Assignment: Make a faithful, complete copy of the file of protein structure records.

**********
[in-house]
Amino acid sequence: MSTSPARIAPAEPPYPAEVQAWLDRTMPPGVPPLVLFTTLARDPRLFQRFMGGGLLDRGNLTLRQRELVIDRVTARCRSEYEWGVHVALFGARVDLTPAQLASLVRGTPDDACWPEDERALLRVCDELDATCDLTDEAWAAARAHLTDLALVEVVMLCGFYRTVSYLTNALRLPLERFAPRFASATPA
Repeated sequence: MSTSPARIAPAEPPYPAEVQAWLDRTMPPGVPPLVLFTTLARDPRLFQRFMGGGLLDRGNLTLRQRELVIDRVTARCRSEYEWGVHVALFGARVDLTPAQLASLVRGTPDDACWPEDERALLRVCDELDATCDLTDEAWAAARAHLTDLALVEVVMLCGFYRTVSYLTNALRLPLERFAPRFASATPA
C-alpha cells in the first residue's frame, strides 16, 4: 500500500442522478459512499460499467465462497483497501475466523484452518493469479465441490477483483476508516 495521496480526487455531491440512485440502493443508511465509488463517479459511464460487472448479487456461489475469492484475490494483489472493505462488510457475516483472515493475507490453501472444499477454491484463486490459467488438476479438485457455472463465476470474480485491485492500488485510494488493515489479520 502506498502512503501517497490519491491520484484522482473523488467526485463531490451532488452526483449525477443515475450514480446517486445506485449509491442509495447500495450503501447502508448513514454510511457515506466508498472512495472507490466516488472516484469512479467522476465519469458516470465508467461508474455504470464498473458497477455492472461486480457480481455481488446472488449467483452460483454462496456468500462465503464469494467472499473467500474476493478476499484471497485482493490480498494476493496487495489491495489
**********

[in-house]
Amino acid sequence: MSTSPARIAPAEPPYPAEVQAWLDRTMPPGVPPLVLFTTLARDPRLFQRFMGGGLLDRGNLTLRQRELVIDRVTARCRSEYEWGVHVALFGARVDLTPAQLASLVRGTPDDACWPEDERALLRVCDELDATCDLTDEAWAAARAHLTDLALVEVVMLCGFYRTVSYLTNALRLPLERFAPRFASATPA
Repeated sequence: MSTSPARIAPAEPPYPAEVQAWLDRTMPPGVPPLVLFTTLARDPRLFQRFMGGGLLDRGNLTLRQRELVIDRVTARCRSEYEWGVHVALFGARVDLTPAQLASLVRGTPDDACWPEDERALLRVCDELDATCDLTDEAWAAARAHLTDLALVEVVMLCGFYRTVSYLTNALRLPLERFAPRFASATPA
C-alpha cells in the first residue's frame, strides 16, 4: 500500500442522478459512499460499467465462497483497501475466523484452518493469479465441490477483483476508516 495521496480526487455531491440512485440502493443508511465509488463517479459511464460487472448479487456461489475469492484475490494483489472493505462488510457475516483472515493475507490453501472444499477454491484463486490459467488438476479438485457455472463465476470474480485491485492500488485510494488493515489479520 502506498502512503501517497490519491491520484484522482473523488467526485463531490451532488452526483449525477443515475450514480446517486445506485449509491442509495447500495450503501447502508448513514454510511457515506466508498472512495472507490466516488472516484469512479467522476465519469458516470465508467461508474455504470464498473458497477455492472461486480457480481455481488446472488449467483452460483454462496456468500462465503464469494467472499473467500474476493478476499484471497485482493490480498494476493496487495489491495489